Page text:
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Rabyaah Althaibani

How a future Biden White House can end the war in Yemen

Yemeni Americans have staged an unprecedented political mobilisation against Trump's involvement in Yemen's war [Getty]

Date of publication: 20 October, 2020

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Comment: If Biden is serious about ending Yemen's war, he must listen to Yemeni-Americans' calls for ending US support for Saudi Arabia and cooperating with international partners, writes Rabyaah Althaibani.

No group has more to gain from an end to Yemen's five-year-old civil war, a humanitarian disaster and bloody quagmire, than the Yemeni people themselves, among whom there is a thirst for peace. That is true also of the Yemeni American community, which watches on in horror as both family members and cherished homes are lost to the seemingly unending violence and destruction, and as the United States fuels the fighting and turns its back on those displaced by war.

The Yemeni American community has not just been watching, however: they have been taking action. Since Donald Trump signed the Muslim ban in January 2017, one of his first acts in office, Yemeni Americans have been galvanised to civic action, starting with the "bodega strike" a week after the ban was announced. Then, thousands of Yemeni Bodega owners in New York City closed their shops to protest.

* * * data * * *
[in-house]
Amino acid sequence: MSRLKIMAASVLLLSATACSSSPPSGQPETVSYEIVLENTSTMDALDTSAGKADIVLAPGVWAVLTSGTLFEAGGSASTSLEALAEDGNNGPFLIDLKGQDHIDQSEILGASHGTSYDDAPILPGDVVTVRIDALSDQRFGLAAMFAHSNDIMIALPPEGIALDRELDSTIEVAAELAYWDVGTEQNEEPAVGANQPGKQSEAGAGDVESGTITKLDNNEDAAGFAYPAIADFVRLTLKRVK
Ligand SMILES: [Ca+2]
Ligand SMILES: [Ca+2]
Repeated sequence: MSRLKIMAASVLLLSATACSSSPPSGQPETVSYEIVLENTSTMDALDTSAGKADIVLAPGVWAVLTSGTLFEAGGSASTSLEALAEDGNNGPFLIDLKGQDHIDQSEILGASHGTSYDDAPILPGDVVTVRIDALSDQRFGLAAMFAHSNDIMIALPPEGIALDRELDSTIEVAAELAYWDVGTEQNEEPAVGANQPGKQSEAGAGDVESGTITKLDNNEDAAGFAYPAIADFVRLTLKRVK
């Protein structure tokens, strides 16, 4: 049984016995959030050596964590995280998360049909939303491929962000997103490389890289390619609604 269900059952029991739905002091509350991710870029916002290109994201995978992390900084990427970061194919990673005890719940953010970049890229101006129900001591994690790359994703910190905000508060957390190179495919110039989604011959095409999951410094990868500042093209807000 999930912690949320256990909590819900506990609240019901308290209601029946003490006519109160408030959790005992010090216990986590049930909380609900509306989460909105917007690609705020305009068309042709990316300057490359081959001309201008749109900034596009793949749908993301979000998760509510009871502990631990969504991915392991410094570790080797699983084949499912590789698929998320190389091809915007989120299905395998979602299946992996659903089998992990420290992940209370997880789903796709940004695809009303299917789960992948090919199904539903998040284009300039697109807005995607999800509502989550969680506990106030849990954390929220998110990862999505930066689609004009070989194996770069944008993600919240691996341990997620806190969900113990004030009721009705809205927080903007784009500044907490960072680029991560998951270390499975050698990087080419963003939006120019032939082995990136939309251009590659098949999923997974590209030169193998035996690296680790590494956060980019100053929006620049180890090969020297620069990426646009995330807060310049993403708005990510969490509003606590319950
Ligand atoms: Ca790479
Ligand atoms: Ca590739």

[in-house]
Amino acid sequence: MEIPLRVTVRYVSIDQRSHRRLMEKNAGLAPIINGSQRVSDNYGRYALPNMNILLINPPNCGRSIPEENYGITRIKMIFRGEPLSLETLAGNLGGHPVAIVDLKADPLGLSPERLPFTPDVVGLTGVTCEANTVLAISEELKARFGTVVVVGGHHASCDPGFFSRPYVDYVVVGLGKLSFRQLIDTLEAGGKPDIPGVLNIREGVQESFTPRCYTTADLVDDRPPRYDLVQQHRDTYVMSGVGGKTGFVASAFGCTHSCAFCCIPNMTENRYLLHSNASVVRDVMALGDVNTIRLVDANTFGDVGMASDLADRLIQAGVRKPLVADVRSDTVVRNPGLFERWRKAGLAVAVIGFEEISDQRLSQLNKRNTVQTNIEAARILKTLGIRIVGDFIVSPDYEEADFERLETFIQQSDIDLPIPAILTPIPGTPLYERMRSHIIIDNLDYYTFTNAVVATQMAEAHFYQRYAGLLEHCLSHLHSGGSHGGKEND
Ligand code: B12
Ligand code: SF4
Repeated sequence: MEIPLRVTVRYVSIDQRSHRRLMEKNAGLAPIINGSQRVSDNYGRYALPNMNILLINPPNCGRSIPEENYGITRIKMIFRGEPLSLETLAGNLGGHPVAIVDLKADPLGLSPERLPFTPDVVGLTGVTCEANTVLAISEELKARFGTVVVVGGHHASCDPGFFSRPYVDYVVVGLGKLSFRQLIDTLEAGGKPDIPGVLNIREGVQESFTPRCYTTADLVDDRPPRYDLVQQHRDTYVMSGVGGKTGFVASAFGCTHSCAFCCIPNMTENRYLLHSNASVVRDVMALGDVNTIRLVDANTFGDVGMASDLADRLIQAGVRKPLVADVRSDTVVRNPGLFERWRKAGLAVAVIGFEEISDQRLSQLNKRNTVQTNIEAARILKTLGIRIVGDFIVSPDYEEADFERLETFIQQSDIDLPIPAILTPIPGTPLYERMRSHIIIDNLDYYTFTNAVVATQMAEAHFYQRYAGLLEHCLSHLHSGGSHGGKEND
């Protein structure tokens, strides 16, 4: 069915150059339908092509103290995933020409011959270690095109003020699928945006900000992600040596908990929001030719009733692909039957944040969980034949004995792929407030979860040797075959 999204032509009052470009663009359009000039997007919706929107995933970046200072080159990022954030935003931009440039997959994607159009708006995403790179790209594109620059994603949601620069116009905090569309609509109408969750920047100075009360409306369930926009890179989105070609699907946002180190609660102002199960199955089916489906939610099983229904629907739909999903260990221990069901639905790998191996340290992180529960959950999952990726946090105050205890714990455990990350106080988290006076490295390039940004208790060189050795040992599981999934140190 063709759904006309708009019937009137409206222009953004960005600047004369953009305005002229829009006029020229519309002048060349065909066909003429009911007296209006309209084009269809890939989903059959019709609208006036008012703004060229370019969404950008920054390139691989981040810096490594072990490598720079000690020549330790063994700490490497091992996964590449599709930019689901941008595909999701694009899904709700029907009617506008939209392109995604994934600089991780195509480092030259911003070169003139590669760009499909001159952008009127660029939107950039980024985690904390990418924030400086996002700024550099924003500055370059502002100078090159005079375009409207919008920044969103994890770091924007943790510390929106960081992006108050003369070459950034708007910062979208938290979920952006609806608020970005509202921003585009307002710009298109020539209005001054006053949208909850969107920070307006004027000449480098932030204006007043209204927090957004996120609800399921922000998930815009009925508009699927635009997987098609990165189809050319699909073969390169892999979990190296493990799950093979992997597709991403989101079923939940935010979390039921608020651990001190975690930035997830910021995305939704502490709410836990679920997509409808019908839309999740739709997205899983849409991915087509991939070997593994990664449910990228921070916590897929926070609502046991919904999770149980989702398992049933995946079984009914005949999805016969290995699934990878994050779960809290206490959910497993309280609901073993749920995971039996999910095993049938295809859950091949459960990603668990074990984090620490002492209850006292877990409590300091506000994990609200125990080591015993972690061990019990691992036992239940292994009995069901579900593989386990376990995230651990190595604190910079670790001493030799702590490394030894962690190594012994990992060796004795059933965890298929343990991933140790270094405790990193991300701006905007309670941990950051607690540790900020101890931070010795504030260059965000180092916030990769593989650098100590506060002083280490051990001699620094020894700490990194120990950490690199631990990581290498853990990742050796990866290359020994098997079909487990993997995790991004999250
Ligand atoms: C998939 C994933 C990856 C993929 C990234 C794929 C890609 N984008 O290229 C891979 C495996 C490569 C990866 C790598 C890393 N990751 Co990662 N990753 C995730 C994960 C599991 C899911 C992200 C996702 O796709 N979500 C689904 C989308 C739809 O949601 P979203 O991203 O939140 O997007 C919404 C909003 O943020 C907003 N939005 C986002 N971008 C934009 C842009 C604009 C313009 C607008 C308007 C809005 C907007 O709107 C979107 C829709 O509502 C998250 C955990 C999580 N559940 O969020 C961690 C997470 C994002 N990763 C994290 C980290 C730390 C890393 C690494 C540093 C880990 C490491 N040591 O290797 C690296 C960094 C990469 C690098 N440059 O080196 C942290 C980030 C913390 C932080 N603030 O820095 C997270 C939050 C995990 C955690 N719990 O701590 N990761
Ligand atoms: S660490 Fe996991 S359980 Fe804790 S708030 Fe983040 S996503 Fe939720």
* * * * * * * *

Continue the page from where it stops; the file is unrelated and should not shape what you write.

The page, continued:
Yemeni Americans also played an instrumental role in flipping the only two remaining Republican seats in southern Brooklyn from red to blue in 2018, helping elect Democrat Max Rose to the House of Representatives. Southern Brooklyn had been under the control of Republicans for the previous three decades. Now, there is an opportunity to harness this energy to end the war in Yemen.

Yemeni Americans have historically been a quiet group, and their shift towards political mobilisation is unprecedented. In response to the war and the Muslim ban, they are becoming deeply involved in civic life and building networks and organisations to exert influence to make sure their needs are heard. Communities are funding and delivering aid to Yemen, where their families are suffering because of the Saudi blockade, the Houthi blockade of Taiz, the quiet economic war between the Houthis and the internationally recognised government, and frontline fighting that often cuts off road access.

Yemenis have also played a key role in pressuring congressional and local government leaders to work towards a resolution and an end to the conflict.

Trump's White House fundamentally views the Yemen War as a conflict with Iran and over Iranian influence, rather than the reality that in the war, Yemen is facing a civil crisis exacerbated and catalysed by foreign intervention